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257.2 sec. 1 - Mortgage Lending and Homeownership (Spring 2012)

Instructor: Maeve Elise Brown  (view instructor's profile)
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Units: 2
Meeting Time: Th 3:35-5:25
Meeting Location: 12

Course Start: January 12, 2012
Course Control Number (Non-1Ls): 51200

With the foreclosure crisis still in full swing (just half-way through by most estimates), and with a wealth of information available on the causes of the crisis and the devastation it has left in its wake, the time is right for a course on mortgage lending and homeownership in the United States. The course will cover federal and state housing policies pertaining to homeownership, discrimination and disparities in access to homeownership, predatory lending, key federal and state laws pertaining to mortgage lending and redress for lending and servicing abuses, as well as the relationship of these elements to asset building for low and moderate income people in the country. Incorporating data and analyses of the demographics of homeownership and high-cost lending, this course will take students from stem to stern through the practicalities and legal requirements that entangle homebuyers and homeowners alike, from first-time homebuyer programs and land trust models intended to encourage homeownership amongst lower-income homebuyers, to prime and subprime lending and federally guaranteed lending programs, and the identity and role of key players in the mortgage industry, including lenders, brokers, escrow officers/title companies, mortgage and title insurers, as well as notaries in the process of acquiring the largest asset most Americans will ever own.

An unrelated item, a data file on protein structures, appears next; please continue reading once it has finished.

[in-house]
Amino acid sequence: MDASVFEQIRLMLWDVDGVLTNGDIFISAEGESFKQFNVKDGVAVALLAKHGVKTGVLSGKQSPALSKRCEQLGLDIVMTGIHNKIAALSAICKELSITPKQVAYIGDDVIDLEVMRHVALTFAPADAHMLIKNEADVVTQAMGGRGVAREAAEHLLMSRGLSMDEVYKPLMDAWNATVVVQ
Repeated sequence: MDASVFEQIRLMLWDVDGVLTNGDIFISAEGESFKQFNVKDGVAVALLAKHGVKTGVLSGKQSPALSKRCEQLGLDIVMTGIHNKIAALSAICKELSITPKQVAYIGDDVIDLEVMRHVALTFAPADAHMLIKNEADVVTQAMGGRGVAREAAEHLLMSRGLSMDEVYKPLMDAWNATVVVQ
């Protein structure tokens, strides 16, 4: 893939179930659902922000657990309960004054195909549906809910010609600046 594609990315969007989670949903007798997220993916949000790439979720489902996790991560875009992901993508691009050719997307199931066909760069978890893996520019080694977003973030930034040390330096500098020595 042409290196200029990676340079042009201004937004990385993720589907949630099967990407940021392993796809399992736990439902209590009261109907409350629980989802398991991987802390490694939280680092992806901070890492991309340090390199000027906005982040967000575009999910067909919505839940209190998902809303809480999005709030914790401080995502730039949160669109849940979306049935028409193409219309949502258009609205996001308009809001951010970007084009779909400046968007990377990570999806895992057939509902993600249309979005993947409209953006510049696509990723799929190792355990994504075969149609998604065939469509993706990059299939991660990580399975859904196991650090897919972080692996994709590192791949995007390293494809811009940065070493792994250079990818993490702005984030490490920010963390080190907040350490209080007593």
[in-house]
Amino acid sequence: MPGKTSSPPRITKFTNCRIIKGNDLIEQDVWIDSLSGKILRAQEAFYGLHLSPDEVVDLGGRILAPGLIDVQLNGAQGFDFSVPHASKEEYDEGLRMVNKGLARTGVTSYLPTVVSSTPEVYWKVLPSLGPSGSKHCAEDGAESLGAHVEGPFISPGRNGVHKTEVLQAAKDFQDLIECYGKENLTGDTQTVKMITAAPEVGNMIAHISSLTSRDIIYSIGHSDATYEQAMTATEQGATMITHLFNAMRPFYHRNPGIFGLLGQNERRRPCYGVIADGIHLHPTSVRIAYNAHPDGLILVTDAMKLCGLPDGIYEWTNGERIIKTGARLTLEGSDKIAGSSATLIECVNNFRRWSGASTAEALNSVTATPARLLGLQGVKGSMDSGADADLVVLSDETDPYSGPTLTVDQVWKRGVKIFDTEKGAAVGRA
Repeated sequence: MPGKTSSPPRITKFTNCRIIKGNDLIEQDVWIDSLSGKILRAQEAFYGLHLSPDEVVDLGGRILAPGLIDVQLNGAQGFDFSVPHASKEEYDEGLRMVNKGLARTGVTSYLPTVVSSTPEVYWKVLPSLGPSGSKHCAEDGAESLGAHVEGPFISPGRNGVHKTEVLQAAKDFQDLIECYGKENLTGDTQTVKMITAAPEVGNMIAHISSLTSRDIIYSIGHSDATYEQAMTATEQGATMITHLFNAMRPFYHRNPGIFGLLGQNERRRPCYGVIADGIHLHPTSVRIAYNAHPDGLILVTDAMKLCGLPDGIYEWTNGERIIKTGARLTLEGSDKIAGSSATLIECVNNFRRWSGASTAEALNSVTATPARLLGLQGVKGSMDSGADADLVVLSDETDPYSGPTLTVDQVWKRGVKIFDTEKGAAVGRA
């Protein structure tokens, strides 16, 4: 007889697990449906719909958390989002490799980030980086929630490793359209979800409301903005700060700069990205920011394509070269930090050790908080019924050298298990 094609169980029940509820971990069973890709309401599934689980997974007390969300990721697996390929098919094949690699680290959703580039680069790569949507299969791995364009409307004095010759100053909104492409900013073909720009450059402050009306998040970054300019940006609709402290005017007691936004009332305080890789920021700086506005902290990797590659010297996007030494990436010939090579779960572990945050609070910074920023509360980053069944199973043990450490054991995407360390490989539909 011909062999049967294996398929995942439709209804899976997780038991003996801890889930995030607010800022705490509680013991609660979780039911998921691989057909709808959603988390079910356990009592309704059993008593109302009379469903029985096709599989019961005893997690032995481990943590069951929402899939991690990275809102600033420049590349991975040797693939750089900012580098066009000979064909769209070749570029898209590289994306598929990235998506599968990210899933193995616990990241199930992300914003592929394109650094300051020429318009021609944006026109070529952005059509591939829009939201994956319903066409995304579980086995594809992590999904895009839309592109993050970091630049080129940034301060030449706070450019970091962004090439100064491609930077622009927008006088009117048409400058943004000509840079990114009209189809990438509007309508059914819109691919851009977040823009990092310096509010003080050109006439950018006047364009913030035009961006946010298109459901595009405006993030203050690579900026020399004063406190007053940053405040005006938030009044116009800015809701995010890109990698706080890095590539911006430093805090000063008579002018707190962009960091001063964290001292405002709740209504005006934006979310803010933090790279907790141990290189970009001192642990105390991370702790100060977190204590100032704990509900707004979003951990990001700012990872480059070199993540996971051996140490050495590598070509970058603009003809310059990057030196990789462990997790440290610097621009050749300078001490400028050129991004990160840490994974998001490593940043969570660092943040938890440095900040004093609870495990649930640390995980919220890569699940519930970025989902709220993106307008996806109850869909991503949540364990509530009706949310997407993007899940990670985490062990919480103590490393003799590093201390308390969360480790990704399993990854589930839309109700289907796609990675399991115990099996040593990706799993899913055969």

Assignments in addition to readings? On this swiftly tilting planet, there are new developments manifesting with some frequency on the regulatory and caselaw fronts that may lend themselves to interesting and valuable research papers. In addition, the course will use pleadings and/or legal brief drafting as assignments in order to combine a scholarly understanding of the law with its practical application to one or more cases. Expect to have three substantive assignments over the course of the semester that result in 20-30 pages worth of written work.

No prerequisites.

Exam Notes: P
Course Category: Social Justice and Public Interest
This course is cross-listed in the following categories:
Business Law

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